Part 2/7 of this series on the primary candidates
- What is there to love? Bernie sees and accurately articulates some of the major problems in Washington. He calls out the powerful on their hypocritical positions. He is very honest, which means there is a total of one honest person in the Democratic primary. And, he really believes what he is saying is true.
- What is there to hate? Bernie has a very large blind spot. He accurately identified how horribly the people’s interests have been sacrificed by our government for the benefit of the wealthy few. He sees clearly that free trade agreements made by our government with third-world governments have decimated the American middle class. And he thinks the solution is more government, funded by radical tax increases.
It shows a maddening determination to maintain this childlike innocence, despite being confronted by the reality of the economy and government bureaucracies. It’s like adults who occasionally talk in baby voices: “I know the government preys upon the people and continually seeks to violate their rights, but let’s quadruple its size and just see what happens. Who knows? Maybe it’ll turn out great!” Even the individuals the media calls “left-leaning economists” have expressed alarm that Sanders’ plans would spell disaster for the U.S. and trigger a severe economic downturn.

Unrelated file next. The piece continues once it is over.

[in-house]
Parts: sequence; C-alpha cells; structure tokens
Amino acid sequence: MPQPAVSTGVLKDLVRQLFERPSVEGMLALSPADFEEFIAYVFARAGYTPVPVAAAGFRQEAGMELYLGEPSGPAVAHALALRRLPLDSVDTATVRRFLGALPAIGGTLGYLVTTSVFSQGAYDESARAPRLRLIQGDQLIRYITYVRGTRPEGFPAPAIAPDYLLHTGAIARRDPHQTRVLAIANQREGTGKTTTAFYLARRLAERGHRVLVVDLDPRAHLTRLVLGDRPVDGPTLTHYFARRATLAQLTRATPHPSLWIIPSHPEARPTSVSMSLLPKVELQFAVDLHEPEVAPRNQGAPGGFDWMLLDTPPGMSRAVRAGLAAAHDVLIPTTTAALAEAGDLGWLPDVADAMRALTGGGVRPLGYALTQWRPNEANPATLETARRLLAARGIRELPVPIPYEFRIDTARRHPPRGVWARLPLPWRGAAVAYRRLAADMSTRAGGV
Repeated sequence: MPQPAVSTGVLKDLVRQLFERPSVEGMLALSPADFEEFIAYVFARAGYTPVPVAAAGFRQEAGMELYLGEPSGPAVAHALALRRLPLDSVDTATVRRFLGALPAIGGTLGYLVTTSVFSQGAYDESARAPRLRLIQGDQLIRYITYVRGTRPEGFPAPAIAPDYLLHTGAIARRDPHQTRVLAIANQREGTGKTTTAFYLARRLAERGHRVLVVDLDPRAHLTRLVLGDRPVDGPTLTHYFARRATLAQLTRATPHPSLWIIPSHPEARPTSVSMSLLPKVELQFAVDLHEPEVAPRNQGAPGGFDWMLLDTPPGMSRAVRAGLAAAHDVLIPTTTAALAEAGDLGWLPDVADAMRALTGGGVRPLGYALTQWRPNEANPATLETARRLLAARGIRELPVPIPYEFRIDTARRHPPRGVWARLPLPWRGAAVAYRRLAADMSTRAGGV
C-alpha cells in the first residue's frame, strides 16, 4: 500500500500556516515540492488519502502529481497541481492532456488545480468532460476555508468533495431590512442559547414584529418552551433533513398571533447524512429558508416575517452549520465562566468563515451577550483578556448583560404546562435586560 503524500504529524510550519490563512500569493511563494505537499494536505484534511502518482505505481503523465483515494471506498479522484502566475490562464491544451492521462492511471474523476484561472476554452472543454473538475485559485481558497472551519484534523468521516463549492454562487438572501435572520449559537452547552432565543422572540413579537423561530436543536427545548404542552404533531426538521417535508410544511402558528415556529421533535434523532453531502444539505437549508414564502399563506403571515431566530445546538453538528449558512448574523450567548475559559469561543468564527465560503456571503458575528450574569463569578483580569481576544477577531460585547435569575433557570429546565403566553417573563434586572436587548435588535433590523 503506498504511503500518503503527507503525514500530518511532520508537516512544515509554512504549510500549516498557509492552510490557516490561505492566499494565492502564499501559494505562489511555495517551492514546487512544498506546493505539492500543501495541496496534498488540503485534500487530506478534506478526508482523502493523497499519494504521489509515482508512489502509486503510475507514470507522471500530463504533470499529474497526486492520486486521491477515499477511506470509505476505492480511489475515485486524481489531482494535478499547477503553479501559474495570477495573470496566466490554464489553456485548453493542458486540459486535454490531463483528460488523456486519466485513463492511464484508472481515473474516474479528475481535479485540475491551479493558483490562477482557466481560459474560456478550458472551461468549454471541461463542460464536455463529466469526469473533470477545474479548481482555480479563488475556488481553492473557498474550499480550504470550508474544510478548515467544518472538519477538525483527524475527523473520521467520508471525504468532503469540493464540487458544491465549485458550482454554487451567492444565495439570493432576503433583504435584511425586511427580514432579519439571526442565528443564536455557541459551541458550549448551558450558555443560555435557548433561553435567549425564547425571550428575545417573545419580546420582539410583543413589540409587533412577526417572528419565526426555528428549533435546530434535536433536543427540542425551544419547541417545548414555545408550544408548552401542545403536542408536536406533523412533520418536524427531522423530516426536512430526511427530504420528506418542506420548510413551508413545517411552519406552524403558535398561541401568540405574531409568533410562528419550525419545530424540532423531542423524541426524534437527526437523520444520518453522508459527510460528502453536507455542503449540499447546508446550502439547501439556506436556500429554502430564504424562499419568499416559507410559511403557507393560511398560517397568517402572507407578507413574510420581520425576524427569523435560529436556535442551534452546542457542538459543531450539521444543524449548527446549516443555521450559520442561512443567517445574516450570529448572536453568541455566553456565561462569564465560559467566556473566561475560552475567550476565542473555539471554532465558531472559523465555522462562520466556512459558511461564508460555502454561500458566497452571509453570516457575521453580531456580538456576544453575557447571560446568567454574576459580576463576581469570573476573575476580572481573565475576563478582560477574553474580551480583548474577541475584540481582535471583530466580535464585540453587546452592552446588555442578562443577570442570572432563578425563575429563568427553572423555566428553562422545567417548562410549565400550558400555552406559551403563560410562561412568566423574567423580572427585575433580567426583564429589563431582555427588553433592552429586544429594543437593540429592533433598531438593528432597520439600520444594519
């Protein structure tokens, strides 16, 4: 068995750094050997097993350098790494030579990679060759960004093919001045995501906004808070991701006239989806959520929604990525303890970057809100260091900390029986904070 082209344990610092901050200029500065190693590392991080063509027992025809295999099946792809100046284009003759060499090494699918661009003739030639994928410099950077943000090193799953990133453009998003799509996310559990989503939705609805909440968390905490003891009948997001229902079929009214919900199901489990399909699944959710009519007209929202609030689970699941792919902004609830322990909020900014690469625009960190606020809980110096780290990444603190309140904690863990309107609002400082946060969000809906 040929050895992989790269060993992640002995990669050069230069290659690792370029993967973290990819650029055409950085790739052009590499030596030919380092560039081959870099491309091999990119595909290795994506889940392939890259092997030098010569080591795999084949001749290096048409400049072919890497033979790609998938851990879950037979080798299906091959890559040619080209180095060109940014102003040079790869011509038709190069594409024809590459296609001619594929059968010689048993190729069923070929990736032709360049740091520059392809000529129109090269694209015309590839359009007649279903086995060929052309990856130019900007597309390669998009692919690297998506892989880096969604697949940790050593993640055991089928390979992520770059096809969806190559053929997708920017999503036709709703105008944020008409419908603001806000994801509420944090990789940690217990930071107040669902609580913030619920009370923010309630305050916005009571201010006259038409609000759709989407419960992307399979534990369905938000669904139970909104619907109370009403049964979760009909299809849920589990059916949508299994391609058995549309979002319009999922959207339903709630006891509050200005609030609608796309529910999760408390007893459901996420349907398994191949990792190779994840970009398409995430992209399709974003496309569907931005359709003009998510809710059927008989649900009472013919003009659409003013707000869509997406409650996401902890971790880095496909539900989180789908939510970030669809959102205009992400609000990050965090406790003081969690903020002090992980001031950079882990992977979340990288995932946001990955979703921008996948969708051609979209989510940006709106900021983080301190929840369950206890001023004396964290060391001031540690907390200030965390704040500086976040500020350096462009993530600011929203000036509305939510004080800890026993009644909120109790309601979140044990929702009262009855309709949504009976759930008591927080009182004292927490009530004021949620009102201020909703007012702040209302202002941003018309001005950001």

- What is there to fear? Bernie is a single issue candidate (income inequality). He thinks more power and money should be consigned to the federal government to care for the people. He’s alarmingly ignorant about the judicial branch of the government. He is bored with foreign policy. I don’t care that much as long as he’s a Senator, but we can’t have a Commander in Chief who doesn’t care about foreign policy. Worst of all, if Bernie were president, we would have to rely on Congress to be the voice of reason. Period. Full stop.
- What does it mean if he wins? It speaks to how Bernie has very young followers. Their idealism is intact because they’ve haven’t seen the government in action (which also explains why they support single payer healthcare). By and large, someone else pays their way, and it’s a lot easier to pay 65% taxes out of a hypothetical paycheck than from a real paycheck that you worked hard for.